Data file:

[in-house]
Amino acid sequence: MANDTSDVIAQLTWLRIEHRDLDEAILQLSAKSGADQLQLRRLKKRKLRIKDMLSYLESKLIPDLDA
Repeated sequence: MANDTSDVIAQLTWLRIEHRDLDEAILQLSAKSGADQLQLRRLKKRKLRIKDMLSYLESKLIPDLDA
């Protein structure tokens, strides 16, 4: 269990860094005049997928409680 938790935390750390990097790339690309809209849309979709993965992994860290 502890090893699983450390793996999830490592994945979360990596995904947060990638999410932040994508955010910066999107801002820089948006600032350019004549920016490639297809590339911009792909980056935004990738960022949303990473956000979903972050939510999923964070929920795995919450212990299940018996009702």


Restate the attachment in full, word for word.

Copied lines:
[in-house]
Amino acid sequence: MANDTSDVIAQLTWLRIEHRDLDEAILQLSAKSGADQLQLRRLKKRKLRIKDMLSYLESKLIPDLDA
Repeated sequence: MANDTSDVIAQLTWLRIEHRDLDEAILQLSAKSGADQLQLRRLKKRKLRIKDMLSYLESKLIPDLDA
């Protein structure tokens, strides 16, 4: 269990860094005049997928409680 938790935390750390990097790339690309809209849309979709993965992994860290 502890090893699983450390793996999830490592994945979360990596995904947060990638999410932040994508955010910066999107801002820089948006600032350019004549920016490639297809590339911009792909980056935004990738960022949303990473956000979903972050939510999923964070929920795995919450212990299940018996009702």